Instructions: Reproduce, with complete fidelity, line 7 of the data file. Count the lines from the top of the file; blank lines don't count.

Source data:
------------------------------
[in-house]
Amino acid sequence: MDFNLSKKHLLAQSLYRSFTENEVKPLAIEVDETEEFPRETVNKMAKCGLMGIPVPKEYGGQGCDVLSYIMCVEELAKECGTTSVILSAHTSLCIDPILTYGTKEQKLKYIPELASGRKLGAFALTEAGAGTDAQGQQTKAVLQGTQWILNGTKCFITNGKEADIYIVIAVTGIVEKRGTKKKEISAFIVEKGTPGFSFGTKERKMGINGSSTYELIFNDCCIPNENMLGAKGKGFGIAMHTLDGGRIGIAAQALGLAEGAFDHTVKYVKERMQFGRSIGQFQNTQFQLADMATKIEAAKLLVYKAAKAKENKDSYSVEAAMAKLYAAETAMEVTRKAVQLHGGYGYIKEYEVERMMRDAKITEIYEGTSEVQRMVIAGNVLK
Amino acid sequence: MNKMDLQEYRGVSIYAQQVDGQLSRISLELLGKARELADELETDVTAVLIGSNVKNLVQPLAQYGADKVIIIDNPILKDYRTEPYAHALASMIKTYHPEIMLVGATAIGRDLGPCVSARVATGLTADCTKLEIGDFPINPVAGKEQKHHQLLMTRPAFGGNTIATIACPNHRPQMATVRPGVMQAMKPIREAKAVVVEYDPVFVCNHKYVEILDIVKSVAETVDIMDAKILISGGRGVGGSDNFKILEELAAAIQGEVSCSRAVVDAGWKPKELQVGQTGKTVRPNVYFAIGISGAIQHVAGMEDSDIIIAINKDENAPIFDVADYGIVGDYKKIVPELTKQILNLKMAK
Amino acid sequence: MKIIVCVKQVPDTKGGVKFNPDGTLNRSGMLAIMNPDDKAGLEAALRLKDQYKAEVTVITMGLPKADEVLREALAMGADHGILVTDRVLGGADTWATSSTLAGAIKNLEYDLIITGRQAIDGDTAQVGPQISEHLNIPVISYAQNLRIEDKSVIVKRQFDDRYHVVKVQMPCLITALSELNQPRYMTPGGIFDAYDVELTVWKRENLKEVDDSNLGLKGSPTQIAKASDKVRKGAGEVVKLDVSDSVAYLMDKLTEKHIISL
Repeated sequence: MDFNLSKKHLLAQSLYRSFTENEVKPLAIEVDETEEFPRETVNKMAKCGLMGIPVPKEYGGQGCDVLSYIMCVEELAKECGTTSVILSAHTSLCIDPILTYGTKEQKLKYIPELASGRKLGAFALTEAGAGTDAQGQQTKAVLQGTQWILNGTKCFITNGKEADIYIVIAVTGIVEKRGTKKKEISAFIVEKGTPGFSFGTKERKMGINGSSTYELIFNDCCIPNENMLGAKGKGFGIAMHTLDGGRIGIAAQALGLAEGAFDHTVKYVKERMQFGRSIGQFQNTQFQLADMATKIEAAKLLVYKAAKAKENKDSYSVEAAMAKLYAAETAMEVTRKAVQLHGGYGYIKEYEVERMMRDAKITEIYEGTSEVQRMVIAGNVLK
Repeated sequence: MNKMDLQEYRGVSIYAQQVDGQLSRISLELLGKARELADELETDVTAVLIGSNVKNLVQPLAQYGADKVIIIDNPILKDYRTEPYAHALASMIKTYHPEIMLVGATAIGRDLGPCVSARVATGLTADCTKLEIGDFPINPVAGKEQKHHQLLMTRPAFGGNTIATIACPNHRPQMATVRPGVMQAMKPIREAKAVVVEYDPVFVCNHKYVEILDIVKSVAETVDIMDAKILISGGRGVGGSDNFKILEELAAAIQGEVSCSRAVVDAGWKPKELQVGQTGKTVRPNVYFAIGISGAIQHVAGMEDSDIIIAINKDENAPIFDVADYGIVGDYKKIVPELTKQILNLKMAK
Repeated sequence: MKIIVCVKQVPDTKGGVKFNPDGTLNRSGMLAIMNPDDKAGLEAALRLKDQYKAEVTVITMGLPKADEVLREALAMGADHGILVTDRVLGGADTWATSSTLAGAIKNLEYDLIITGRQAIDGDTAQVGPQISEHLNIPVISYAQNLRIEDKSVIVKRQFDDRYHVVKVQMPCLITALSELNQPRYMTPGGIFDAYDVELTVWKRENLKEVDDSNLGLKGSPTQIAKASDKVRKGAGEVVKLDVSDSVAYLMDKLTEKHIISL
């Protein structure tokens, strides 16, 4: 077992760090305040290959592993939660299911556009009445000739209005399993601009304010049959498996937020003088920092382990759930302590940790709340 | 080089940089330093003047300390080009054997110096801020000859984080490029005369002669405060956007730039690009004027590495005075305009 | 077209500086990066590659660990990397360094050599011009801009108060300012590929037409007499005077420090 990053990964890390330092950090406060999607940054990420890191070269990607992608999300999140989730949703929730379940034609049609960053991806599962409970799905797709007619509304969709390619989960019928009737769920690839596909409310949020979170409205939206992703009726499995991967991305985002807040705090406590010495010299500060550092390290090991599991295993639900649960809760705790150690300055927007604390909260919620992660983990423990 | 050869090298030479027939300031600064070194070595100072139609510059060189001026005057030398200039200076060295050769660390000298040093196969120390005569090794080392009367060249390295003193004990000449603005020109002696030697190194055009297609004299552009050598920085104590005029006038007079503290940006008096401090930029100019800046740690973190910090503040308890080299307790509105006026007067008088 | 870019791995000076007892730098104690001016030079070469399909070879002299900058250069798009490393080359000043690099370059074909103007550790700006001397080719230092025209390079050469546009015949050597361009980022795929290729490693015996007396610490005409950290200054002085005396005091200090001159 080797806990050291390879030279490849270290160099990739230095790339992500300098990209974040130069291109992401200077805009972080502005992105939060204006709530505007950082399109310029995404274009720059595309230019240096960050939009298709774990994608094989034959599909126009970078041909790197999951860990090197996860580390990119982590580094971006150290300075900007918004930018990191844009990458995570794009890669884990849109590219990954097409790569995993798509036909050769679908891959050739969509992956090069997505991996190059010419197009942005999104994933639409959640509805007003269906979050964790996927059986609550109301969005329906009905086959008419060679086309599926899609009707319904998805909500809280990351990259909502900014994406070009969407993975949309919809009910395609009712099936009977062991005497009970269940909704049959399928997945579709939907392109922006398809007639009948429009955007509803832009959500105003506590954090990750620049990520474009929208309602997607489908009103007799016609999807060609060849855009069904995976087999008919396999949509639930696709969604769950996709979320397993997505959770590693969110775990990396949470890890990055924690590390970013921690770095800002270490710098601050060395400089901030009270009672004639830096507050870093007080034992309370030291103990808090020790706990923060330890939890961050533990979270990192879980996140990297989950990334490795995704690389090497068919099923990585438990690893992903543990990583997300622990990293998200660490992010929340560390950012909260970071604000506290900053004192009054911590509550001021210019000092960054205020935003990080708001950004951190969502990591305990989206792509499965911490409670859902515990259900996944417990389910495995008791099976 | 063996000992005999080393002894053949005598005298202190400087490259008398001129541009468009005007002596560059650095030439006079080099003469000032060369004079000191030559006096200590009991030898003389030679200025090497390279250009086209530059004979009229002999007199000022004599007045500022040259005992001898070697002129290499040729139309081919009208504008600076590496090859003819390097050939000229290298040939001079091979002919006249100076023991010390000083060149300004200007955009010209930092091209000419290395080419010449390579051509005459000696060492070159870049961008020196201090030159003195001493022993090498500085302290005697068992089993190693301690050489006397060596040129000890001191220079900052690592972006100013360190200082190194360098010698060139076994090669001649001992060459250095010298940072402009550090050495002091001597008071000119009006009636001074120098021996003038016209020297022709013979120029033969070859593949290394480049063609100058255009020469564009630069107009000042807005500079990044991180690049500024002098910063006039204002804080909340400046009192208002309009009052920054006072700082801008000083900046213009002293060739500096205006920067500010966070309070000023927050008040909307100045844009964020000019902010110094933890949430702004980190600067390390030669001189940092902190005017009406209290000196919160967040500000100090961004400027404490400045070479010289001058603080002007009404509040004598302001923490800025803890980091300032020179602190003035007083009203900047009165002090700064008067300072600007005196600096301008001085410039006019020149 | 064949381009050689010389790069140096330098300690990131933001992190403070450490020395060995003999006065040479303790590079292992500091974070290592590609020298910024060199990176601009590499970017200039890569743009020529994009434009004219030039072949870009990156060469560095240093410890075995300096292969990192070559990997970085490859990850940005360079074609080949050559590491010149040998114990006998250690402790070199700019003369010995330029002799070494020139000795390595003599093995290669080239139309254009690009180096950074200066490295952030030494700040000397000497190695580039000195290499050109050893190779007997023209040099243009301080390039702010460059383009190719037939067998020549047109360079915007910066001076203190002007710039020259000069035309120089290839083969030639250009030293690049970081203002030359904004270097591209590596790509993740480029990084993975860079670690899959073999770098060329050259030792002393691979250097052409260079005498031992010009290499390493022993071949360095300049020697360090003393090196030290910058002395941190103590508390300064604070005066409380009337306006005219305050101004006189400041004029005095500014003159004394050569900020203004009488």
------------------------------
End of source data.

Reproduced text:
Repeated sequence: MKIIVCVKQVPDTKGGVKFNPDGTLNRSGMLAIMNPDDKAGLEAALRLKDQYKAEVTVITMGLPKADEVLREALAMGADHGILVTDRVLGGADTWATSSTLAGAIKNLEYDLIITGRQAIDGDTAQVGPQISEHLNIPVISYAQNLRIEDKSVIVKRQFDDRYHVVKVQMPCLITALSELNQPRYMTPGGIFDAYDVELTVWKRENLKEVDDSNLGLKGSPTQIAKASDKVRKGAGEVVKLDVSDSVAYLMDKLTEKHIISL